While the Subaru Outback is both spacious, rugged, and a great car for all of my outdoor adventures, there are times I need more storage. That’s what started me on the search for the Best Cargo Box for Subaru Outback. With all the options out there it’s easy to get lost in the comparison game and trying to determine the best value so I broke down my process for you.

My Favorite Cargo Boxes for Subaru Outback

JEGS
Rooftop Cargo Carrier

Best Value

  • Affordable
  • Secure
  • Fits skis
ROLA V-Tex
Rooftop Cargo Basket

Best Price

  • Affordable
  • Not waterproof or secure
  • Attractive design 
Thule Force
Rooftop Cargo Box

Best Brand

  • Spacious
  • Durable and reliable
  • Fits skis

Subaru Outback Cargo Box Buying Guide: 

Price, Value, and Brand Reliability of Cargo Boxes and Roof Racks

Starting simply, you need to first analyze your budget because you can spend as little as $200 or as much as $1200 on roof box options. There’s a wide range of options when it comes to price and value, sometimes you get what you pay for but sometimes there are competitive options out there to consider.

While they are the most popular brands, Thule and Yakima are not the only brands that make a Subaru cargo box. In this review, I include ROLA, SportRack, and Jegs in addition to Thule. You’ll see that I’ve found some of these competing brands to make up for in value what they lack in reputation.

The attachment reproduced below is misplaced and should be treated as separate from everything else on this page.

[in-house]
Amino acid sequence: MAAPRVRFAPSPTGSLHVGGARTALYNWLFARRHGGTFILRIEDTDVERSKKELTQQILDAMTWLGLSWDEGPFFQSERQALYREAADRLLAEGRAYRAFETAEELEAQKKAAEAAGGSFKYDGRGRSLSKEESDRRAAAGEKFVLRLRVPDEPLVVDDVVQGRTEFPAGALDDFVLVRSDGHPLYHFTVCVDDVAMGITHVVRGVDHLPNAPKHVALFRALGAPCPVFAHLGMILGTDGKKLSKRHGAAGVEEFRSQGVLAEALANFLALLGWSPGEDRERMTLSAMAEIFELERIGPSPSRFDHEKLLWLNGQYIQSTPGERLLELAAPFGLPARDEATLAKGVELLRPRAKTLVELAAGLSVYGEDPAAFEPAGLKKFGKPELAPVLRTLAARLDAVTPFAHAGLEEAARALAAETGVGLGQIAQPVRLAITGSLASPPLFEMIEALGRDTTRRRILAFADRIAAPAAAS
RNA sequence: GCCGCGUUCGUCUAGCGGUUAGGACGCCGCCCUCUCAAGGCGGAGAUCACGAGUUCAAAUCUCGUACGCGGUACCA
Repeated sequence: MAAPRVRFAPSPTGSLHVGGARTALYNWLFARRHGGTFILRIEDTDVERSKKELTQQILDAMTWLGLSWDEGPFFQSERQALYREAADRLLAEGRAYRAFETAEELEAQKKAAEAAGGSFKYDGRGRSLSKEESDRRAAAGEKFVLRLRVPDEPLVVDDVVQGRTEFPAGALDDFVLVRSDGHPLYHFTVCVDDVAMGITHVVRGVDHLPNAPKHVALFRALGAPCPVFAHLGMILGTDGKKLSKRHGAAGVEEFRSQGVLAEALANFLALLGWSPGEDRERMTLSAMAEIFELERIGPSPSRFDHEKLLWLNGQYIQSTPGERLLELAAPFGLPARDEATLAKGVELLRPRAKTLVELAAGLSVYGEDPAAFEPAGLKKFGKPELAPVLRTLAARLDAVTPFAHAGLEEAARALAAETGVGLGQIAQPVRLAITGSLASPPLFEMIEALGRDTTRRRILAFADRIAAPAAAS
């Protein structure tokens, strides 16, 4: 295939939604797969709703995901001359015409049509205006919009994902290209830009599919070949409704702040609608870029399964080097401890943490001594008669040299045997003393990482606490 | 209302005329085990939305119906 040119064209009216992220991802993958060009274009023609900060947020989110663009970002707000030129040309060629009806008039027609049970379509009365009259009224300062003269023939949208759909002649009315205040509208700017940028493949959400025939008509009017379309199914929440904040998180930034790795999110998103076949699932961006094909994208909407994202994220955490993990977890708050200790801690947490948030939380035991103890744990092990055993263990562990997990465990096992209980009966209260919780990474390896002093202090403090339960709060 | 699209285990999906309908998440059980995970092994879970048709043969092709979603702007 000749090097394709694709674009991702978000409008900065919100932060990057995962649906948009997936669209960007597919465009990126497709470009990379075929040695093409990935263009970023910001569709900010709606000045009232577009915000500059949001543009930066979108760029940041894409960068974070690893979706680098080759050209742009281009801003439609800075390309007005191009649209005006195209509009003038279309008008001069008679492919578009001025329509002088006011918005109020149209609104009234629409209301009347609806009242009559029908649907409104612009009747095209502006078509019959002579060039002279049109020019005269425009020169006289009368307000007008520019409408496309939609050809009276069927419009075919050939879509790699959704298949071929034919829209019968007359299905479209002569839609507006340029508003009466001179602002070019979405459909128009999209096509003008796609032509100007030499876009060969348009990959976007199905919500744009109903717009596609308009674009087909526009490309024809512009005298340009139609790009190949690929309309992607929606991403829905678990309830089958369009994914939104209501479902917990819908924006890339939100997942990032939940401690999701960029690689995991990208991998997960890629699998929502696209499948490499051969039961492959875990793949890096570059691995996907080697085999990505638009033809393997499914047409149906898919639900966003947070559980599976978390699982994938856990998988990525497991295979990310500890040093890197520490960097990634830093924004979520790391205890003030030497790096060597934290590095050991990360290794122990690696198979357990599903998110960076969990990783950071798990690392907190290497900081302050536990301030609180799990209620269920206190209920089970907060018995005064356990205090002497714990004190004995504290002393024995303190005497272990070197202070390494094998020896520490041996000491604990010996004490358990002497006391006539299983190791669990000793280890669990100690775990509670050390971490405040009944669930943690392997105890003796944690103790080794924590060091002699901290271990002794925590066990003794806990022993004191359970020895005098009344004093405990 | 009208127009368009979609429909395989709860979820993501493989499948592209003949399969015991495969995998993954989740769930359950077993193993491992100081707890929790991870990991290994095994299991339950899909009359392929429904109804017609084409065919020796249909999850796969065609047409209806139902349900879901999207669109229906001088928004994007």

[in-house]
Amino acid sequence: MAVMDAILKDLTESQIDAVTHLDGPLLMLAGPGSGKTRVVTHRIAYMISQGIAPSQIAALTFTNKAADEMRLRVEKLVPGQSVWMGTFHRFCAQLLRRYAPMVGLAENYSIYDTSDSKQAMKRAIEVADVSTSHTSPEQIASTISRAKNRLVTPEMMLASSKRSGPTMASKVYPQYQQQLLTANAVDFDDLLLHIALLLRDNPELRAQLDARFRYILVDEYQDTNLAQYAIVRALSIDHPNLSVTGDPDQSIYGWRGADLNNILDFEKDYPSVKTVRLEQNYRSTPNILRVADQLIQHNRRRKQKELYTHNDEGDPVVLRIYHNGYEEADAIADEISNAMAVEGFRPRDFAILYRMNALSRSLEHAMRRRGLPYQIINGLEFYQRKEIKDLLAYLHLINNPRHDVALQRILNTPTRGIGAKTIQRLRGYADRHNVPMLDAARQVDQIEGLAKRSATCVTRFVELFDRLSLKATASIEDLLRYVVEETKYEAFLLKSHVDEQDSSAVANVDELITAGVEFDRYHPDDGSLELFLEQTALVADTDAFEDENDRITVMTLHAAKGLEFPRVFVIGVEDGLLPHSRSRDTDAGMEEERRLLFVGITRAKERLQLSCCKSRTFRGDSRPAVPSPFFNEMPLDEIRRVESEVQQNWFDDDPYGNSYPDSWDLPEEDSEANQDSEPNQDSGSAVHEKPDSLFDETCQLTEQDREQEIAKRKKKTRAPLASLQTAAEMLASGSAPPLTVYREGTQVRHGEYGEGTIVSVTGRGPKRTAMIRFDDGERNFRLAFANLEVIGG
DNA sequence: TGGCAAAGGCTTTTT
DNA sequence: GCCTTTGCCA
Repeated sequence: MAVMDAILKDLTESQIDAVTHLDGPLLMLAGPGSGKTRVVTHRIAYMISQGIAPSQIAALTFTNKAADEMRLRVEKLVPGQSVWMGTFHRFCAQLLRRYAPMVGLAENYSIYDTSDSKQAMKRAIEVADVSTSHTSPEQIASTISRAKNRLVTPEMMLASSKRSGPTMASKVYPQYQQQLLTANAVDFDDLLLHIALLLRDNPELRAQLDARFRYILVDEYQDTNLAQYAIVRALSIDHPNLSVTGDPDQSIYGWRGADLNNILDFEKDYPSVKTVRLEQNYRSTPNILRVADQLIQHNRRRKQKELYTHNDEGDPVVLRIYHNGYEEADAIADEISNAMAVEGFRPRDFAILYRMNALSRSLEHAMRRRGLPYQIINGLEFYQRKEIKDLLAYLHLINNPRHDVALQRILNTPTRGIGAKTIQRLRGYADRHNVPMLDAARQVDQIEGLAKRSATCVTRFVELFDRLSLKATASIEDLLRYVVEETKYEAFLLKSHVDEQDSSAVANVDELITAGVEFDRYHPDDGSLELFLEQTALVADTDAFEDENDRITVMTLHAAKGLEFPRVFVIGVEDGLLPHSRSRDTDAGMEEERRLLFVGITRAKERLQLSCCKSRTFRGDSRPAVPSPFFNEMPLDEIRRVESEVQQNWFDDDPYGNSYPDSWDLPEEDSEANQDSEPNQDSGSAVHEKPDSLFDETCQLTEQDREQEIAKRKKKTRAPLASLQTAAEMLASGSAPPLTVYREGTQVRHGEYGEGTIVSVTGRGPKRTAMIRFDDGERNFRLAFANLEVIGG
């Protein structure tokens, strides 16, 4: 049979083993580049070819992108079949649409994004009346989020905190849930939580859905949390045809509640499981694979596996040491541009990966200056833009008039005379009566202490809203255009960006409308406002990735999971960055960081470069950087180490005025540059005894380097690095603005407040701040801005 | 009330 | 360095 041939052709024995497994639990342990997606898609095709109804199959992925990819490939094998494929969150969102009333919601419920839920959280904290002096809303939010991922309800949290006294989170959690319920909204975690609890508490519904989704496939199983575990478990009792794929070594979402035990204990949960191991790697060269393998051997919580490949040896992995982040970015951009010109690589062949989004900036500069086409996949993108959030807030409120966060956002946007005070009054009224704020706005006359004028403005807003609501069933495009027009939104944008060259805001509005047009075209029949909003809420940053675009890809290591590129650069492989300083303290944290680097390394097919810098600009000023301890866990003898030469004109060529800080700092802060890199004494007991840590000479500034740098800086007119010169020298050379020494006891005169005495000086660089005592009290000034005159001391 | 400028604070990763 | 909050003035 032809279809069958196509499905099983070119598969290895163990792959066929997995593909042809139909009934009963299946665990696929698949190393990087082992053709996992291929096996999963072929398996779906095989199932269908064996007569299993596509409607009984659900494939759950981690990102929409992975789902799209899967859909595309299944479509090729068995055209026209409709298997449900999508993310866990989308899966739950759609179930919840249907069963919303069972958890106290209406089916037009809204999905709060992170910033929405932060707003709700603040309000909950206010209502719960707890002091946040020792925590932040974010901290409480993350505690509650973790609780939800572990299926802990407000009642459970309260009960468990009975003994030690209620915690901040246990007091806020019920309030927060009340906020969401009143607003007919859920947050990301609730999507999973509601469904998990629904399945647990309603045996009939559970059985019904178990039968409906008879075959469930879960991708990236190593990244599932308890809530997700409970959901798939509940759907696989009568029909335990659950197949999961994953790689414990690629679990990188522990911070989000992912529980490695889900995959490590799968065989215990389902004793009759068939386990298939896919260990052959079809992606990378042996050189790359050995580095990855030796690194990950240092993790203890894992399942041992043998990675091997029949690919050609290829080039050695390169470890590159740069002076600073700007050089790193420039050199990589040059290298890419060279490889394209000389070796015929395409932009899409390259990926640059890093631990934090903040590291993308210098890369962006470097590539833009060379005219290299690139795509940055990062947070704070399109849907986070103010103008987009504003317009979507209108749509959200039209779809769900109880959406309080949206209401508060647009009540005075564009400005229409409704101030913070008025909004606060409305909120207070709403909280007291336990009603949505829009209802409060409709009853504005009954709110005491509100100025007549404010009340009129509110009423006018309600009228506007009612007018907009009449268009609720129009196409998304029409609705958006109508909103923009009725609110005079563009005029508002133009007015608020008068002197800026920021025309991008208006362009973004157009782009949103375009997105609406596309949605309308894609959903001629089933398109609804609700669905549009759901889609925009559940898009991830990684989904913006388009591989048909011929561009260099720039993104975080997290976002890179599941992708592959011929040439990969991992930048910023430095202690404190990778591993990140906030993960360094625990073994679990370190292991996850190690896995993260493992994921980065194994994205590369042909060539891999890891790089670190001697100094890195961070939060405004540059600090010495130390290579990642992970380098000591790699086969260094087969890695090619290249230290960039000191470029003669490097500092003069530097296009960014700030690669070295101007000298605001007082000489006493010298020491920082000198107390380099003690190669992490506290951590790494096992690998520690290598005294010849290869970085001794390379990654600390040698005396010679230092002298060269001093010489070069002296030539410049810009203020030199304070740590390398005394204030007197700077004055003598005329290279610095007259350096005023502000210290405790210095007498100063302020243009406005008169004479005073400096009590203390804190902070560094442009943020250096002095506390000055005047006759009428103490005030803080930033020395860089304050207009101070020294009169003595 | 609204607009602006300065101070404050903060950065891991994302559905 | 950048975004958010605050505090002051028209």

Can you access the box and not be standing in traffic if you’re on the side of the road? Can you lock your gear if you need to leave your vehicle? You’ll want to take a look at the boxes build, design, price, value, waterproof, security, access, and installation. 

Should I get a cargo basket or box?

The main difference between the cargo basket and the box is that the box is more secure and protected from the elements. A cargo basket might be sufficient for your needs if you want something simple and versatile, it can also be combined with a cargo bag for additional versatility. However, if you want to be able to lock and protect your gear, a box is the tried and true option.

I’ve included a cargo basket in my review below because I do think it’s a great option for a handful of reasons. For one, they look pretty cool, empty or full. They also impact your gas mileage less than a full-on box so might it be a good alternative to putting the box on and off whenever you don’t need it. 

However, you can’t lock your gear up in a basket-like you can in a box. That means it’s open to the elements such as rain and snow and not great for leaving your vehicle unattended. On the other hand, with a basket, you aren’t restricted to the size and shape of a box. 

How to Choose the Right Size of Roof Box

The main goal of a Cargo Box is to extend the amount of space that you have for storing and transporting your gear. However, maybe you’re wondering “can a roof box be too big?” To answer your question you’ll want to consider if the box dimensions fit your car and if what you plan to fill it with exceeds your vehicle weight limits.

For example, you’ll want to look at the dimensions of the box to make sure you’ll be able to open your trunk. Then you’ll want to ensure it has enough storage space for your needs. Finally, you will want to consider the weight capacity of the box and any weight limits of your vehicle or rails.